Defendant was accused, tried and convicted of obstruction of an officer and operating a motor vehicle in an unsafe manner. The trial court sentenced him to two consecutive twelve-month terms of confinement.
Defendant now appeals, asserting two enumerations of error. He first contends that the trial court acted vindictively in sentencing him to the consecutive sentences and, secondly, that the imposition of consecutive sentences in this case constitutes cruel and unusual punishment. Because of our holding, infra, regarding the first contention, we need not reach the second contention. But see Fain v. State, 165 Ga. App. 188 (4) (300 SE2d 197) (1983)
Defendant's allegation of vindictiveness relates to the court's comments at sentencing regarding his appeal of the judicial suspension of his driver's license for refusing to submit to an intoximeter test. (Defendant's license was actually suspended as a condition of probation in regard to a second traffic violation. Brock v. State, 165 Ga. App. 150 (299 SE2d 71) (1983)
). Subsequent to the filing of this appeal, the trial court vacated its sentence and imposed a twelve-month sentence on the obstruction of an officer count, with no sentence on the other count. As defendant points out, however, the trial court lacked jurisdiction to modify the sentence once the notice of appeal was filed. Cohran v. Carlin, 249 Ga. 510 (291 SE2d 538) (1982)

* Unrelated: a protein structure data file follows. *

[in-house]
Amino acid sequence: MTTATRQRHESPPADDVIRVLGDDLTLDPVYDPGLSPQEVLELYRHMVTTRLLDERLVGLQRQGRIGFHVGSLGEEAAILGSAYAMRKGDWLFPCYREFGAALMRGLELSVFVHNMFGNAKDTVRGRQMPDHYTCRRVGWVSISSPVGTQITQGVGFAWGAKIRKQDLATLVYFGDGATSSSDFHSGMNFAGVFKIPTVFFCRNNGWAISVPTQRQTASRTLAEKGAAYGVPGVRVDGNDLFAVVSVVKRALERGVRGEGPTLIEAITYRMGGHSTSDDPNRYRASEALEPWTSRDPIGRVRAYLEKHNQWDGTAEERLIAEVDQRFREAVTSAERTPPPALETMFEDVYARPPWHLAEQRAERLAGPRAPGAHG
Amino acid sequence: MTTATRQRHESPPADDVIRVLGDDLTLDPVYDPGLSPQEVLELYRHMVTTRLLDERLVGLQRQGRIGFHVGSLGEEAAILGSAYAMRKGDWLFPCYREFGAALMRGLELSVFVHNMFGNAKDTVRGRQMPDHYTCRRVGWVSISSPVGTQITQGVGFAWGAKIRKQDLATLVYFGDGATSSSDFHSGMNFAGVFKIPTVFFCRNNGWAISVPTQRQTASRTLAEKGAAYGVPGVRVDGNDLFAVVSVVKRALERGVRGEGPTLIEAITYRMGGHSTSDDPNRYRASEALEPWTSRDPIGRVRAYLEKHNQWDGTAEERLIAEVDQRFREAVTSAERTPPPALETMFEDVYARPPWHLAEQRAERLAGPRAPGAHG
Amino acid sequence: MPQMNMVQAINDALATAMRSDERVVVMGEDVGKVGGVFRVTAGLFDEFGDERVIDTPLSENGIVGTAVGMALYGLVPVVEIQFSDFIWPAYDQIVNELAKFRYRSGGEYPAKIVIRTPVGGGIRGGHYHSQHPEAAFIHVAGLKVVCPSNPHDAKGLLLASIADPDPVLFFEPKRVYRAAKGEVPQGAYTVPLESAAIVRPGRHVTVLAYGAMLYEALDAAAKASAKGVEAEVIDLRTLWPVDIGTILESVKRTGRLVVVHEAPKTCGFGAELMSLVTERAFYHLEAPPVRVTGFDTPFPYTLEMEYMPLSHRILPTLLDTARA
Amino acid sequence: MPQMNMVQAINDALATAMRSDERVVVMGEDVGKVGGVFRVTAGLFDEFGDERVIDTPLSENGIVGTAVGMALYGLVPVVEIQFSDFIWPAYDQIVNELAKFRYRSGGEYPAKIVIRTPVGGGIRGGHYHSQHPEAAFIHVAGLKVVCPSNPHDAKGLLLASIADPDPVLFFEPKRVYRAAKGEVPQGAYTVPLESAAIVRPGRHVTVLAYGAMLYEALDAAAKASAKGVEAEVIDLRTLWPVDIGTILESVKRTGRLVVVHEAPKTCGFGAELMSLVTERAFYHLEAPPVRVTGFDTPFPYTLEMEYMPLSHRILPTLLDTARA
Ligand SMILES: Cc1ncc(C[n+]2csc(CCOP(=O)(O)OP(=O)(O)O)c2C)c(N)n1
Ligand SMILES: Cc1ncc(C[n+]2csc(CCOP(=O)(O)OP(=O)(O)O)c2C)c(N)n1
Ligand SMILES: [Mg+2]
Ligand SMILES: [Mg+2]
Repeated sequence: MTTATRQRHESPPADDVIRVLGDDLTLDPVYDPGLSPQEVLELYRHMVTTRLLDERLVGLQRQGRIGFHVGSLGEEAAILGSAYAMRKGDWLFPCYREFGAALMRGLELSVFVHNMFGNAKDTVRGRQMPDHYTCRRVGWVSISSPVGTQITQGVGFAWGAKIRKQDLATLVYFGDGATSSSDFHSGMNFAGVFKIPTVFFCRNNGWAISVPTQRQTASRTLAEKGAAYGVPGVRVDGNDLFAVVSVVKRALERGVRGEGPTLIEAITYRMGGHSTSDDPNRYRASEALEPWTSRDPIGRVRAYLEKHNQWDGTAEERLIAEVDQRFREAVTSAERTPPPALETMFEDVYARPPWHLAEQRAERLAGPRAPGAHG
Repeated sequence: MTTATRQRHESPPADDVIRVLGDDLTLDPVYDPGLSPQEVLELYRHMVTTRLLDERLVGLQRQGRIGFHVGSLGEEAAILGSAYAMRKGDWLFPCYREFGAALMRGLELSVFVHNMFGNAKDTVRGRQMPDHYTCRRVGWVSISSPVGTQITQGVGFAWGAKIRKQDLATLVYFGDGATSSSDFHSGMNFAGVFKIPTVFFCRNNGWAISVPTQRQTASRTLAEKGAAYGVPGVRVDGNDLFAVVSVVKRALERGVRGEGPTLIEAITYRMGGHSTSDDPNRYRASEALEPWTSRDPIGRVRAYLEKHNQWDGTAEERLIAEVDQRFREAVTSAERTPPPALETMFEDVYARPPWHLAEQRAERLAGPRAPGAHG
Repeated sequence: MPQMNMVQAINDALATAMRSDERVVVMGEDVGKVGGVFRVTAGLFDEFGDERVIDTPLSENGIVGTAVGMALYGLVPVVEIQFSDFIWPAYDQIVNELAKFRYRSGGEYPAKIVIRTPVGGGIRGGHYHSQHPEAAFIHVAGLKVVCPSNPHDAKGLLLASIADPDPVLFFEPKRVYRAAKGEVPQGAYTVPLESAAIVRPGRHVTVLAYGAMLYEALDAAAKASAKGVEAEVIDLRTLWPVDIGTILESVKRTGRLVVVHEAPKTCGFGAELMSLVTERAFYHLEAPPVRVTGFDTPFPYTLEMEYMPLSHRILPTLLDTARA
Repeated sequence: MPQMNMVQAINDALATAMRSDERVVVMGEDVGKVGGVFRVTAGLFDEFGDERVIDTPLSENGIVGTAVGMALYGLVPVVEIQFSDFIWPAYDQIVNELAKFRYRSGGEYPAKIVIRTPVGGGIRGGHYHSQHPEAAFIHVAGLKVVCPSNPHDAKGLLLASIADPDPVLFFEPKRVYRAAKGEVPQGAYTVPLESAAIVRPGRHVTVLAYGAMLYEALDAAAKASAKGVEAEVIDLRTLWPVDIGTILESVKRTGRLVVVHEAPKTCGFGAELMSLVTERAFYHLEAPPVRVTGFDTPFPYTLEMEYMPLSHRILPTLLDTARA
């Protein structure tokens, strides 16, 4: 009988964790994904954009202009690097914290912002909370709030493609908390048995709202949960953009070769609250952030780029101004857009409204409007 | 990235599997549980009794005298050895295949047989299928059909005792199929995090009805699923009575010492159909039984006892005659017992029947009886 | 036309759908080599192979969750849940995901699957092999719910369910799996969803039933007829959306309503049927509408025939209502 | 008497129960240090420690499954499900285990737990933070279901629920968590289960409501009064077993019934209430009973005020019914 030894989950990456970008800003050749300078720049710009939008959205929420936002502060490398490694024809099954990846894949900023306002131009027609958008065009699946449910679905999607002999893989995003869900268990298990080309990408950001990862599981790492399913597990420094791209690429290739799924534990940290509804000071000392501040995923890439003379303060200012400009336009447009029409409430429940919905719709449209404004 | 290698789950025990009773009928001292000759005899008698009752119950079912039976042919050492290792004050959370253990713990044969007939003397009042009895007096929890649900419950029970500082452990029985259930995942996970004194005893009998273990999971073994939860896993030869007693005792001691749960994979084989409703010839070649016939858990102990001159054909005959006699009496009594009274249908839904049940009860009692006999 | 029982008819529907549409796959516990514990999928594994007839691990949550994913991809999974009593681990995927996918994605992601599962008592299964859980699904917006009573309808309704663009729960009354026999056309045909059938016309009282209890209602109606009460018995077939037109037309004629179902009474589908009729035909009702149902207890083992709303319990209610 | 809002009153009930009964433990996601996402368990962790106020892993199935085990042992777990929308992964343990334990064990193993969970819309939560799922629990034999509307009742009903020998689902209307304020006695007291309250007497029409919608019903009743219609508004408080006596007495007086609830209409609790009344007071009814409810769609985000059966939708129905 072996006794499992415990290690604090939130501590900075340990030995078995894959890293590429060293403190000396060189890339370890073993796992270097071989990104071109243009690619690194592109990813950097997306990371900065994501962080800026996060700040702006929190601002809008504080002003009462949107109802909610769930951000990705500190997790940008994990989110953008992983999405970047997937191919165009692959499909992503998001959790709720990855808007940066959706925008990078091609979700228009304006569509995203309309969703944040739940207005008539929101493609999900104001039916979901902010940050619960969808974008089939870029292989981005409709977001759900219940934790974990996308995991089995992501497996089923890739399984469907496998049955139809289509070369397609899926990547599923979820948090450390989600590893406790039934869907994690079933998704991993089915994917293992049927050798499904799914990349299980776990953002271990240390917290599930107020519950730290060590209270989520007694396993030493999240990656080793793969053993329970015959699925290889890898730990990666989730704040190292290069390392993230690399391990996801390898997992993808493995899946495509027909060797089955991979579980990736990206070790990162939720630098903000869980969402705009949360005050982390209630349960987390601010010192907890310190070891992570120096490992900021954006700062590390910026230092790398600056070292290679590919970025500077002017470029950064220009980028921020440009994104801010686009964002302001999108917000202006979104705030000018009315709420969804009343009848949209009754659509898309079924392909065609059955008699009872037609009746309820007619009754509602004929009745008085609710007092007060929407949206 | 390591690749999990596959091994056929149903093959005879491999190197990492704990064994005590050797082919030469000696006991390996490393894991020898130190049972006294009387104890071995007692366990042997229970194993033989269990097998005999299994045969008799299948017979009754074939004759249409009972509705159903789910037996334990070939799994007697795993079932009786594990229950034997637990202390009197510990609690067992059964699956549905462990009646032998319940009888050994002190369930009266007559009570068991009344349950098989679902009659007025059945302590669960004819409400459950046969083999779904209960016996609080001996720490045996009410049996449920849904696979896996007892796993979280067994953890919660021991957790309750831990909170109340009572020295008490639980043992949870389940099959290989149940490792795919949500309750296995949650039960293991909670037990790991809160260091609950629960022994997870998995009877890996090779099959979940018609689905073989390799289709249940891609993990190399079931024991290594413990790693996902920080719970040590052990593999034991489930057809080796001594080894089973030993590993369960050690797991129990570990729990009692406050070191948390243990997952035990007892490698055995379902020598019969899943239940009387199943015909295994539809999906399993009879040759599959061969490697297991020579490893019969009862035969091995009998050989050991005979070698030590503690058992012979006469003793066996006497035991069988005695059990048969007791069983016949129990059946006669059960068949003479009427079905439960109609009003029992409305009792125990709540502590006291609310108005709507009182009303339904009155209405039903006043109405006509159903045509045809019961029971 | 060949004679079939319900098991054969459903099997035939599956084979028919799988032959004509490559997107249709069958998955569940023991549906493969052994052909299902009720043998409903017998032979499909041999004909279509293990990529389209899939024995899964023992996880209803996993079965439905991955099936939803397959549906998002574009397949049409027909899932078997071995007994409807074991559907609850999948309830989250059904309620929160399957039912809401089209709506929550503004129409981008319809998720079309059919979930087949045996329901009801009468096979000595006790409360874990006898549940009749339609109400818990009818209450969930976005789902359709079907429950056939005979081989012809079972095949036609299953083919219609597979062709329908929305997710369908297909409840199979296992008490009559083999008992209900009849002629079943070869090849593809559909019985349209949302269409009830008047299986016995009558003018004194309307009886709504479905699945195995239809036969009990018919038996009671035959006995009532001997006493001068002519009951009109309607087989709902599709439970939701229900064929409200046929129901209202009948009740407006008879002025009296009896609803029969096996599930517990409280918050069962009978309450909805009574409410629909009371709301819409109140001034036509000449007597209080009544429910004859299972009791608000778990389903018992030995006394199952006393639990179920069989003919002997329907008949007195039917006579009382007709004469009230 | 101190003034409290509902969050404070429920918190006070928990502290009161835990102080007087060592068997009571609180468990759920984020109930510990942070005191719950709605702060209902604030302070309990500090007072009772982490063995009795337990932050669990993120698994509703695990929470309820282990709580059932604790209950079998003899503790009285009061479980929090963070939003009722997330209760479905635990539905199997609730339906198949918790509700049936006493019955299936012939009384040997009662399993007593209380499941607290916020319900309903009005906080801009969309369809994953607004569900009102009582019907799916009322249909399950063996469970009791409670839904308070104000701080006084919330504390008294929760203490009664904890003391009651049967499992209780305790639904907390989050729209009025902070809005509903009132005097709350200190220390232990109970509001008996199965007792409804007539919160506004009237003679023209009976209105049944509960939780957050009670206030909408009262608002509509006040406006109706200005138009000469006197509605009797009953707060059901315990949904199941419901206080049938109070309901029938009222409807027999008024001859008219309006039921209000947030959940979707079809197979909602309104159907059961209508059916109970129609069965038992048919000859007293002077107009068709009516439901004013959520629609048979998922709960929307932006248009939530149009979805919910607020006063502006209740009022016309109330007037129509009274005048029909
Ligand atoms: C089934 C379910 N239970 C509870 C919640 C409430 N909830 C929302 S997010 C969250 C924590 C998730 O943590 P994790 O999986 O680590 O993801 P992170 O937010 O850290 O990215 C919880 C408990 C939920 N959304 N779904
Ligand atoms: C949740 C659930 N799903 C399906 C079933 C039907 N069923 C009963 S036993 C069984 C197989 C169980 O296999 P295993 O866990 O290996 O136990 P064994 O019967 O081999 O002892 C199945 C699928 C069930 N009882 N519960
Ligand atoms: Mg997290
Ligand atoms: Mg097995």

. The order vacating the original sentence and imposing a more lenient one is therefore " ' coram non judice and void.' "Id. at 511, quoting from Howard v. Lowell Machine Co., 75 Ga. 325 (1885)
At the sentencing hearing, the trial court commented on defendant's juvenile record (but stated that it would not be considered against him), his "atrocious" adult criminal record and then the assertedly frivolous appeal. "Although we will not presume error in sentencing, [cit.], we require some assurance from a fair reading of the record that error was not in fact committed. [Cit.]" Chambley v. State, 163 Ga. App. 502
, 505-06 (3) (295 SE2d 166
) (1982). Since it appears that the sentence was impermissibly based in part upon defendant's exercise of his right to appeal (see generally North Carolina v. Pearce, 395 U. S. 711 (89 SC 2072, 23 LE2d 656) (1969)), the sentence must be vacated and the case remanded for resentencing without consideration of the appeal.